California, along with many other states, is broke. As part of an attempt to create more revenue, California passed a more aggressive law to force online merchants to collect sales tax. A 1992 Supreme Court decision stated that retailers that don’t have a physical presence in a state don’t have to collect sales taxes for sales to that state. But some states have passed new laws that redefine “physical presence” to include online affiliates and any subsidiaries.
Amazon.com affiliates are the thousands of websites like this one, where if you click on a link to a book or other product and buy something within a certain time frame, I get a commission of a few percent of your purchase. It’s a safe bet that the majority of blogs you read participate, even if the actual revenue is relatively small. But, by California’s new definition, if just one person is both an affiliate and lives in California, then Amazon.com has to start collecting sales tax from everyone in the state. What’s Amazon’s solution? Easy, cut off all CA affiliates immediately. That’s what they’ve done everywhere else. From CNN:
Other states that have passed the so-called “Amazon tax” in recent years include Connecticut, Illinois, New York, North Carolina, Arkansas and Rhode Island. The retailer has dropped the associates program in all these states, except New York, where it has a brought a lawsuit against the state.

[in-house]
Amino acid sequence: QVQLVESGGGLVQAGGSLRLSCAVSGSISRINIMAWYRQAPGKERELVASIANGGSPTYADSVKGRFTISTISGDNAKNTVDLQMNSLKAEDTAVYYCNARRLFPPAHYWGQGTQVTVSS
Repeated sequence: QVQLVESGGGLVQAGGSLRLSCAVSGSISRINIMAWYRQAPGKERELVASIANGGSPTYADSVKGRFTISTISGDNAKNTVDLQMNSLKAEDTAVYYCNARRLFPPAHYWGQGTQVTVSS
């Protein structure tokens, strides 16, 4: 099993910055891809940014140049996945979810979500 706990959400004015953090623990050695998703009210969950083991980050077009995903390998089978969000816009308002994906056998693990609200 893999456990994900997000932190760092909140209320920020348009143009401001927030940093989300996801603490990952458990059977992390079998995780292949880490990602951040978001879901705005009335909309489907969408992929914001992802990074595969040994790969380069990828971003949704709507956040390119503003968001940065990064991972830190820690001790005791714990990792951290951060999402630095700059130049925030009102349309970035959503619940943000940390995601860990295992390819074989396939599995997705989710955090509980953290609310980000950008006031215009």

Many other merchants that operate online like Overstock.com have been doing the same thing. They’d much rather lose the incremental revenue from affiliates than have to effectively increase prices for all customers from an entire state. For many website owners, Amazon is their primary source of income, and this move will force many of them to pick up and move.
At the same time, not paying sales tax is one of the expected benefits of buying from Amazon. (Even though in many states you’re technically still supposed to calculate and send it in manually, people rarely do.) This understandably annoys the national brick-and-mortar merchants like Walmart or Target.
As both a consumer and an Amazon affiliate, I am a concerned onlooker. These are two behemoths playing a high-stakes game, but I feel empathy towards those small businesses that just lost a huge chunk of their revenue overnight through no fault of their own. They seem to be collateral damage in this battle.